Estrogen therapy may cause vaginal bleeding in some women. This depends on the hormone that is selected and the dose taken each day, as well as each woman's own unique response to therapy. Often, estrogen is taken in a cyclic regimen - that is, estrogen is taken for 21 to 25 days of the month followed by several days without estrogen. After menopause, low estrogen levels result in a thinning of the uterine lining, which, in turn, stops the monthly period. Taking estrogen after menopause thickens the uterine lining. This lining is shed on the days when estrogen is not being taken, resulting in vaginal bleeding similar to a period. About two-thirds of women who still have a uterus will have a period on the days when they are not taking estrogen. Similarly, most women who take continuous estrogen (that is, estrogen every day) plus progestin pills on some days of the month will have a period.
If I have a period on estrogen therapy, will I also have PMS again?
Some women do experience PMS-like symptoms, including swollen or tender breasts, bloating, nausea, and sometimes even a blue mood. Some of these symptoms are linked to mild water retention, and may be relieved by a mild diuretic. Other things that can help include:
- Reducing salt intake
- Increasing exercise and activity
- Avoiding caffeine and chocolate
- Taking vitamin B6 or B complex
Even though my eating habits have not changed, I've gained weight recently. Is that linked to menopause?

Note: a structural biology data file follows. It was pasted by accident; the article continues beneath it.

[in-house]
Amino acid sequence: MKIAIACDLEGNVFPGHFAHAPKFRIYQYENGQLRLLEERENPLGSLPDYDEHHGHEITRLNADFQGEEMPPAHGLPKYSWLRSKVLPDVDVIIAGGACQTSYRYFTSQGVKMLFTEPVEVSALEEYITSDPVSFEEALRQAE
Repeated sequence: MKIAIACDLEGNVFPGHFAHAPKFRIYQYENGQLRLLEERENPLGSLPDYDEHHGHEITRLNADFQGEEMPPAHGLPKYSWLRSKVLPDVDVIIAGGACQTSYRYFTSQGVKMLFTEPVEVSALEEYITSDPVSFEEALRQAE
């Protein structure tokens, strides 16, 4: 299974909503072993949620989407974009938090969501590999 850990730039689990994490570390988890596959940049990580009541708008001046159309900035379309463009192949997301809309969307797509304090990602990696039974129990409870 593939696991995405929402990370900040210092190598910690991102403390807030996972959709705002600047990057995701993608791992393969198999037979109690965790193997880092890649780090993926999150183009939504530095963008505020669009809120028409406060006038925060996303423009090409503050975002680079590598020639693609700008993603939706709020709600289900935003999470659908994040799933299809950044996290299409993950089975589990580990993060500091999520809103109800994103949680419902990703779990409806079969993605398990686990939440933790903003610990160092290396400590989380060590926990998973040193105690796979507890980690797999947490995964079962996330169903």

It may be. The body's metabolism changes during and after menopause. Everyone's metabolism begins to slow during the early to mid-30s. This change occurs slowly, so it may take a while for the impact of eating habits to affect weight. It is important to make a sensible, nutritious diet and healthy behaviors, such as getting enough exercise, a goal for life.
I seem to be very forgetful lately and I'm worried. What's happening?
Many menopausal women have problems with short-term memory - like forgetting the location of car keys or eyeglasses, skipping appointments they didn't remember, or losing the end of a thought when speaking or writing. These may be due to a busy lifestyle and/or stress at home or work. Notably, several medical studies have shown distinct differences in memory in women who have active ovaries producing estrogen or are taking estrogen replacement therapy compared to women with low levels of estrogen due to menopause.
How will menopause affect my daily activities and lifestyle?
That all depends on you. Menopause is a natural part of life, not a disease or a health crisis. However, menopause may occur when many other changes are happening in your. For instance, your children may be marrying or leaving home, your parents may be ill or dying, or you may be wondering what you'll do when you retire from work. That's why it is probably more helpful to think of how your daily activities and lifestyle will affect menopause. For instance, making sure that you exercise and eat right can make a real difference in how you feel and can even help prevent some of the long-term effects that are linked to estrogen deficiency (like heart disease or osteoporosis).
Physical changes do occur with menopause and with aging. But the changes that happen during this period can be minimized by healthy living and a sense of purpose in life.
If you would like more information on the Menopause, please contact the Brunswick offices.